A new report from economists contends each dollar invested in transportation projects can have a multiplier of 1.5 to 8.
The research is summarized in “Highway Grants: Roads to Prosperity,” an Economic Letter from the Federal Reserve Bank of San Francisco. The original research is “Roads to Prosperity or Bridges to Nowhere? Theory and Evidence on the Impact of Public Infrastructure Investment,” Sylvain Lelduc and Daniel J. Wilson, in NBER Macroeconomics Annual 2012.
The research “focuses on investment in roads and highways in part because it is the largest component of public infrastructure in the United States. Moreover, the procedures by which federal highway grants are distributed to states help us identify more precisely how transportation spending affects economic activity.”
The researchers conclude:
“We find that multipliers for federal highway spending are large. On initial impact, the multipliers range from 1.5 to 3, depending on the method for calculating the multiplier. In the medium run, the multipliers can be as high as eight. Over a 10-year horizon, our results imply an average highway grants multiplier of about two.”
What’s more, Lukas Kawa of Business Insider notes, is that
“their study showed that the multiplier increases during a downturn. Leduc and Wilson found that the multiplier in the wake of the 2009 stimulus was “roughly four times” more than average. That means infrastructure investments offer more value during busts than booms, which should encourage policymakers attempting to counteract high unemployment in the construction sector by increasing spending on highways, roads, and bridges,” (“STUDY: Every $1 Of Infrastructure Spending Boosts The Economy By $2“).
How does that dollar multiply? The researchers don’t examine that specifically, but we know. In just one example, the dollar multiplies through construction companies purchasing equipment and materials, and hiring or retaining workers who buy things they wouldn’t if unemployed. And these days, far too many construction workers private and union – are unemployed.
And this doesn’t even take into account how the completed projects help move people and goods faster, safer and cleaner.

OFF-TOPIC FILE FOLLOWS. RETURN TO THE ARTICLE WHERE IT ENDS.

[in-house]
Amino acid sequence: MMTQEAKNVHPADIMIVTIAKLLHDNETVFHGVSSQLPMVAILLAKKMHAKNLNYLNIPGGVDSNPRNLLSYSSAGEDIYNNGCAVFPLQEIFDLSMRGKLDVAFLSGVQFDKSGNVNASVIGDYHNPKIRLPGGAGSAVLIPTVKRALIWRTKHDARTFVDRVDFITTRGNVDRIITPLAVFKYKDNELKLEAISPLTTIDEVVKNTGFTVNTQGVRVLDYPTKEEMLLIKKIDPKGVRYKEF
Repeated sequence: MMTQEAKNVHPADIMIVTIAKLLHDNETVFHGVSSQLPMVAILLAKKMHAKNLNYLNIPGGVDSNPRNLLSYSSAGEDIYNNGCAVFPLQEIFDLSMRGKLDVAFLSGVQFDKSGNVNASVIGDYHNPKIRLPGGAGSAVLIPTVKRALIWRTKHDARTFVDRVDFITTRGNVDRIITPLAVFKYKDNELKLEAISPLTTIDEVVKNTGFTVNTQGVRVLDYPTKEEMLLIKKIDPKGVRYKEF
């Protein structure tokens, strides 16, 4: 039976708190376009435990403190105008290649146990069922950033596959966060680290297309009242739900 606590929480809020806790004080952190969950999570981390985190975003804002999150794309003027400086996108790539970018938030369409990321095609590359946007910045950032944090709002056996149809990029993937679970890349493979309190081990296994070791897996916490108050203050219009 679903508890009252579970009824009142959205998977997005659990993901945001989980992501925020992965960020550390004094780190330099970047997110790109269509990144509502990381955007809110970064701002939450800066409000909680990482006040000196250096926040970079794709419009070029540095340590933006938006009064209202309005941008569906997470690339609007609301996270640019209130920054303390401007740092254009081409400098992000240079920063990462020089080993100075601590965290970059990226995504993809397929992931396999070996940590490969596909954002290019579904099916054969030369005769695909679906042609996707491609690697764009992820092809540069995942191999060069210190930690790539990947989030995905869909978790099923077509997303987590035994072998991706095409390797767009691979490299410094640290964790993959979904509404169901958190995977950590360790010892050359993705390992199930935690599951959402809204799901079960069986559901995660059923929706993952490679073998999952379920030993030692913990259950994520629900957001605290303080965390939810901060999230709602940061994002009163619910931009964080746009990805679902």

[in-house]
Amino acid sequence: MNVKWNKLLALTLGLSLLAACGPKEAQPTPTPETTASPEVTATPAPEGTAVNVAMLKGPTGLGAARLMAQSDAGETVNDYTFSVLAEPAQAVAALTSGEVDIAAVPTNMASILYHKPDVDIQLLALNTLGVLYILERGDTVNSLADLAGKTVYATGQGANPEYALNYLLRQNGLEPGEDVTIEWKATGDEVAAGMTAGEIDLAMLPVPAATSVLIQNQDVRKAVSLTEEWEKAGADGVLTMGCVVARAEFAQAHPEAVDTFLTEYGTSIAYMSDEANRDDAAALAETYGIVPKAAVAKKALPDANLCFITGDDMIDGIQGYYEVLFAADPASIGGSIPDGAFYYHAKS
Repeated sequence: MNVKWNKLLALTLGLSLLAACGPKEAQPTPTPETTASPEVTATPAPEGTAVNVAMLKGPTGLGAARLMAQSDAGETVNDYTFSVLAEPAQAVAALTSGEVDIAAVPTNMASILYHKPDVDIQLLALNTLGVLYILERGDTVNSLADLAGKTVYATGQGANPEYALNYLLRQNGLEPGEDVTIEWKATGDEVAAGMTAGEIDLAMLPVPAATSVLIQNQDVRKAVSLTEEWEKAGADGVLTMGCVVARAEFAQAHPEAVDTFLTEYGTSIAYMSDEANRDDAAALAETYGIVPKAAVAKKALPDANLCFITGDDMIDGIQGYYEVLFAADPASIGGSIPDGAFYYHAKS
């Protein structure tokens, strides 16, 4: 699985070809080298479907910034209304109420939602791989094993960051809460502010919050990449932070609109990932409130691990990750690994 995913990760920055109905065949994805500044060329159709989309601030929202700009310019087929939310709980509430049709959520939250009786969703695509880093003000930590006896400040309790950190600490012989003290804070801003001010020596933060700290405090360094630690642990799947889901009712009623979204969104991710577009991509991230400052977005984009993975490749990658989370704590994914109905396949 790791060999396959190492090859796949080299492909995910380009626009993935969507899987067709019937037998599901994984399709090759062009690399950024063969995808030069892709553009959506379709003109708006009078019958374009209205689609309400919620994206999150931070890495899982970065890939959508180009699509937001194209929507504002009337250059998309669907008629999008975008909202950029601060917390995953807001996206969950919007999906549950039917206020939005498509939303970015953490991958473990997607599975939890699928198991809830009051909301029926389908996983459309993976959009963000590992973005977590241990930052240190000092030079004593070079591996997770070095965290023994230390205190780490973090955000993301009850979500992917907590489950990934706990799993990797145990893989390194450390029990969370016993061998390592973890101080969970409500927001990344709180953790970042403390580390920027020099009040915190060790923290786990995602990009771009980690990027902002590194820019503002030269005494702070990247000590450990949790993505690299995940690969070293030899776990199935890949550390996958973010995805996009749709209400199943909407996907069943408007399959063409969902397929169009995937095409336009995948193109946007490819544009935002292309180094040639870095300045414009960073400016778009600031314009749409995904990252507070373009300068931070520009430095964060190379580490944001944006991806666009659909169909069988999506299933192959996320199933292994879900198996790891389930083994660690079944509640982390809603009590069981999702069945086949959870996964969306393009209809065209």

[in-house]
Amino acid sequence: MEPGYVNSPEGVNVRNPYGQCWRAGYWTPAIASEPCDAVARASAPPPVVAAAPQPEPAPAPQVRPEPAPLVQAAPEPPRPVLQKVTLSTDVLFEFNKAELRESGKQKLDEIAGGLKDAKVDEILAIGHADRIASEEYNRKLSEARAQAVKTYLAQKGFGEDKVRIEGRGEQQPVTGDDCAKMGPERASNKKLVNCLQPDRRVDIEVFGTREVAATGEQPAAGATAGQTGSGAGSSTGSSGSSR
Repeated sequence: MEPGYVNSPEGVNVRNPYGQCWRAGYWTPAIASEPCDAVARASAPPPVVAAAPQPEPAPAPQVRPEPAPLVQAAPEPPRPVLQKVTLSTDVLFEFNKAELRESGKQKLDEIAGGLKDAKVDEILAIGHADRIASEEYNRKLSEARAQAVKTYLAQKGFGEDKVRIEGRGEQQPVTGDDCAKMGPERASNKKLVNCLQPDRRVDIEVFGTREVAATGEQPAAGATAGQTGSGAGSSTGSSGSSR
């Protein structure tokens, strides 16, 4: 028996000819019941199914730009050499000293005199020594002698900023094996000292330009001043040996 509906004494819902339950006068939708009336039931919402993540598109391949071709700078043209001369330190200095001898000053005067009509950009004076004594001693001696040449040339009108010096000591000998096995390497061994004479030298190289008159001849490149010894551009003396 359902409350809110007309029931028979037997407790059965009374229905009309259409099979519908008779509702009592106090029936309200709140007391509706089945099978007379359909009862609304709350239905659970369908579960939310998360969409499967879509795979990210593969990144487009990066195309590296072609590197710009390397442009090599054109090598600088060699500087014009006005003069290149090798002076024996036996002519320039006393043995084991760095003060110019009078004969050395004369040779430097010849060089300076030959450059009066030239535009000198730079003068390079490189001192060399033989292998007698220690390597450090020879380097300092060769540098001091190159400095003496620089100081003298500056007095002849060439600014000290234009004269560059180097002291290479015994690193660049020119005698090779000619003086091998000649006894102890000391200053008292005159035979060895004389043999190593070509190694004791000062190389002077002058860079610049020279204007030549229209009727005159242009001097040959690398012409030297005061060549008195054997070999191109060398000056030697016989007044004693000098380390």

We often write about the cost of not investing; here’s what we wrote last May:
Study after study reports that our roads are in bad shape, and it is costing people and businesses money. Thirty-two percent of America’s major roads are in poor or mediocre condition, and twenty-four percent of America’s bridges are structurally deficient or functionally obsolete. Those conditions are costing drivers about “$67 billion annually for increased fuel consumption, body dents, worn tires and premature wear wrought by pitted roads,” about $324 per driver (TRIP National Fact Sheet – April 2012).
It’s so bad that the company which won the NYC cab contract built a test track in Arizona “with foot-deep potholes, jagged pavement and rough cobblestones reminiscent of the rough-riding streets of the meatpacking district” of New York (“You Pay for Potholed Roads, One Way or the Other”).
Meanwhile the federal gas tax has not been raised in 19 years. Its purchasing power has been eaten away by inflation and increased vehicle fuel efficiency at the same time that the cost of materials (concrete, asphalt, steel), equipment and staffing have increased.
It makes good financial sense to fix roads before they deteriorate too much. The American Association of State Highway and Transportation Officials reports that every $1 spent to keep a road in good condition avoids $6-14 needed later to rebuild the same road once it has deteriorated significantly (“Rough Roads Ahead: Fix Them Now or Pay for It Later,” AASHTO, 2010).
Read my recent rant, Two Half-True Arguments against a Gas Tax Increase that Drive Me Crazy for more.